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On the eve of World War II many parents faced an impossible choice: stay with their children as the Nazis closed in, or send them off, to take their chances on their own. The goodbyes would be the last time those daughters and sons saw their moms and dads, many of whom were murdered. More than 10,000 children made it to England and other countries as part of the kindertransports or children’s transport, a life-saving program.
Today there’s a new kind of kindertransport needed, one that focuses on reuniting separated children and their parents. In war-torn places around the world, mothers and fathers have sent their children away, with the hope that they can survive and find safety.
Take Hefzur, an unaccompanied Rohingyan refugee minor. He remembers when his mother put him on a boat to escape the genocide enveloping their home in Myanmar. Now in Michigan, he’s learned that his mother is alive and he wants more than anything to reunite with her.
Hefzur is just one of thousands of refugee children now separated from their parents. With more people displaced by war, conflict and persecution than at any other time — some 70 million — the need to reunite these children with their mothers and fathers has become increasingly acute.
The new kindertransports would focus on these reunions, which is exactly why the organization I lead, RefugePoint, is increasing its efforts to do just this in collaboration with the UN Refugee Agency and other partners.
We recently sent a child protection expert to northern Iraq to help unaccompanied children among the Yazidis, a group targeted for genocide by the Islamic State, reunite with surviving family members in Canada. We've helped hundreds of children reunite with their parents, including Emad, who is pictured above. At least thousands of such reunions are needed across the world, including in the United States. RefugePoint is currently hiring and deploying child protection experts to find and conduct the necessary best interest procedure assessments for unaccompanied children in many desperate situations, and train other organizations to do this, too.
But the Trump administration recently set the lowest refugee resettlement number in the program’s nearly 40-year history — just 18,000, for 2020. This is a devastating blow to parents and children who need so desperately to reunite. The policy change will likely prevent Hefzur from reuniting with his mother in the U.S., as well as thwart so many other possible reunions.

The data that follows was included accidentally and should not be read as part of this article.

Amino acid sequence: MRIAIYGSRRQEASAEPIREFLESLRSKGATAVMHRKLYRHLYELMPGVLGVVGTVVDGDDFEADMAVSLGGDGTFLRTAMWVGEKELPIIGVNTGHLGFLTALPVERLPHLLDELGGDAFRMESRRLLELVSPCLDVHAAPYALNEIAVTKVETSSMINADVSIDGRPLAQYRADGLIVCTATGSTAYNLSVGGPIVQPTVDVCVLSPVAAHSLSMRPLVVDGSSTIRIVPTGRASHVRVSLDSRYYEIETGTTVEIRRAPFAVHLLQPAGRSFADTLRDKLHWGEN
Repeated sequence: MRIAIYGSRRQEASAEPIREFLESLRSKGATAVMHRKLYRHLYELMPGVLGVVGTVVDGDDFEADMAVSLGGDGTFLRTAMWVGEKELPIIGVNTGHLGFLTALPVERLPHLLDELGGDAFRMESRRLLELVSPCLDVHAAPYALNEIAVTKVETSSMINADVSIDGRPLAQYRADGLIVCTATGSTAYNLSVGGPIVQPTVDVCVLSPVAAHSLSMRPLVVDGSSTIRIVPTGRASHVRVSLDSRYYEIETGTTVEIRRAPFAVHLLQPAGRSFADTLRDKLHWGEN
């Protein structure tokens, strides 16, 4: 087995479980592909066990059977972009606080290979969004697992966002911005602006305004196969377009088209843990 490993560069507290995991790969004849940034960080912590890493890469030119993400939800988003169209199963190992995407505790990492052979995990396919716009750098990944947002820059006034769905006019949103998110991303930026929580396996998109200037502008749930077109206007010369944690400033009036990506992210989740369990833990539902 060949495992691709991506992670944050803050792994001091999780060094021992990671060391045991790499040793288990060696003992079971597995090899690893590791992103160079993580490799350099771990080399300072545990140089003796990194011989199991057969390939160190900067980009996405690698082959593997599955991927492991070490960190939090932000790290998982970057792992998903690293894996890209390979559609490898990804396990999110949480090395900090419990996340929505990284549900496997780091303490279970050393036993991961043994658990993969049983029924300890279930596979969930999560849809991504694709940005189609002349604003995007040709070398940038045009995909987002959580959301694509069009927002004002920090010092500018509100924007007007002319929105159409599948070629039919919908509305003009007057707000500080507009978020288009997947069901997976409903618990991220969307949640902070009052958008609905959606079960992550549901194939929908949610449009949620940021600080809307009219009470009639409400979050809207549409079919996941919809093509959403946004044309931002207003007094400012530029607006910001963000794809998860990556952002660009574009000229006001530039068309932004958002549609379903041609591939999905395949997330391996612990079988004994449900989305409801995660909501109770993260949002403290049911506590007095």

The Trump administration did not consult with Congress on its proposed resettlement ceiling, though it is required by law to do so. Even Sen. Lindsay Graham (R-SC), an ardent supporter of the president’s, reminded Trump of this fact in a recent bipartisan letter.
Will we ... allow our government to deny and crush the most instinctive and necessary of human relationships, the bond between a parent and child?
Republican and Democratic national security leaders have asserted repeatedly that the refugee resettlement program has the most stringent security checks and is secure. Moreover, it is an important foreign policy tool to support countries on the front lines of the fight against terror.
In explaining its reasoning, the administration said it needs all available resources to address the migrant crisis at our Southern border, and that it has leveled the resettlement program for financial reasons. But this is a mendacious and deceitful claim that conveniently overlooks the facts: Nearly 40,000 refugees across the world have already been interviewed and approved to come to America by the administration’s own Department of Homeland Security. This decision brutally and unconscionably reneges on a commitment we’ve already made to some of the world’s most vulnerable people.
Even worse, it will keep children separated from their families. The U.S. government must change course — and set a higher resettlement ceiling, that is in keeping with what we’ve done for four decades, and more reflective of global needs.
I know what it means to reunite children with their parents.
It means a father in Vermont embracing his 8-year-old son for the first time in years, rolling on the airport floor with him and whispering, “I’m sorry, I’m sorry.”
It means a mother who had given her daughter up for dead, holding her for the first time at John F. Kennedy Airport in New York.
It means three brothers, tentatively holding flowers, as their mother — who had been reported dead — comes down the escalator in Louisville, Kentucky’s airport. The cheers of the crowd on hand, which you can watch in the video below, demonstrated that everybody understood the enormity of the moment.
It means a 10-year old boy, who fell asleep for most of his life staring at his mother’s photo on his bedside table, seeing his mother for the first time in years. When she emerged, miraculously, from the war zone in South Sudan and finally reunited with her son in North Dakota, she told me, “the thought of reuniting with my son kept me alive through the hardest times. Now my life is complete.”
Will we — you and I — decent human beings, allow our government to deny and crush the most instinctive and necessary of human relationships, the bond between a parent and child? Because that that is exactly what these drastic cuts to the refugee resettlement program mean.
Reunions weren’t possible for the Nazis’ victims in World War II. But today the fate of many separated mothers, fathers, daughters and sons are — devastatingly it turns out — in America’s hands.
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